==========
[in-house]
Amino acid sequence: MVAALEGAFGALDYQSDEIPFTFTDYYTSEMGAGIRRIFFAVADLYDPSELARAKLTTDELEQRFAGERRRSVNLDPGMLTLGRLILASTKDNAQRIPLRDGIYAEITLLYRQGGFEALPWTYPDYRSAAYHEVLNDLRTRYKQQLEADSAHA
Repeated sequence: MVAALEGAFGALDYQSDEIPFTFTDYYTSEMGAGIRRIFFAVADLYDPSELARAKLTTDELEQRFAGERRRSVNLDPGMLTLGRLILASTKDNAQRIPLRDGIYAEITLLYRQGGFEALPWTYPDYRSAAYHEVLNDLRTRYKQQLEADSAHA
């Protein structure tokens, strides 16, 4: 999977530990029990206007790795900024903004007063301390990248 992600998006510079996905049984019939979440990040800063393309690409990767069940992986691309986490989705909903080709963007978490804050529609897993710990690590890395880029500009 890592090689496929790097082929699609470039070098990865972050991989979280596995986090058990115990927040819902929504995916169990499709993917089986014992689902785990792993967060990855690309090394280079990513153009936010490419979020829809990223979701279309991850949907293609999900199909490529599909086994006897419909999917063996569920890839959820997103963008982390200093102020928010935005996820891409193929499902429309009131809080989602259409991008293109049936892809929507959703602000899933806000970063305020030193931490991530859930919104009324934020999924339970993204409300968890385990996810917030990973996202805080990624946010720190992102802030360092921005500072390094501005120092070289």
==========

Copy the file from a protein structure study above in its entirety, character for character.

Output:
[in-house]
Amino acid sequence: MVAALEGAFGALDYQSDEIPFTFTDYYTSEMGAGIRRIFFAVADLYDPSELARAKLTTDELEQRFAGERRRSVNLDPGMLTLGRLILASTKDNAQRIPLRDGIYAEITLLYRQGGFEALPWTYPDYRSAAYHEVLNDLRTRYKQQLEADSAHA
Repeated sequence: MVAALEGAFGALDYQSDEIPFTFTDYYTSEMGAGIRRIFFAVADLYDPSELARAKLTTDELEQRFAGERRRSVNLDPGMLTLGRLILASTKDNAQRIPLRDGIYAEITLLYRQGGFEALPWTYPDYRSAAYHEVLNDLRTRYKQQLEADSAHA
């Protein structure tokens, strides 16, 4: 999977530990029990206007790795900024903004007063301390990248 992600998006510079996905049984019939979440990040800063393309690409990767069940992986691309986490989705909903080709963007978490804050529609897993710990690590890395880029500009 890592090689496929790097082929699609470039070098990865972050991989979280596995986090058990115990927040819902929504995916169990499709993917089986014992689902785990792993967060990855690309090394280079990513153009936010490419979020829809990223979701279309991850949907293609999900199909490529599909086994006897419909999917063996569920890839959820997103963008982390200093102020928010935005996820891409193929499902429309009131809080989602259409991008293109049936892809929507959703602000899933806000970063305020030193931490991530859930919104009324934020999924339970993204409300968890385990996810917030990973996202805080990624946010720190992102802030360092921005500072390094501005120092070289």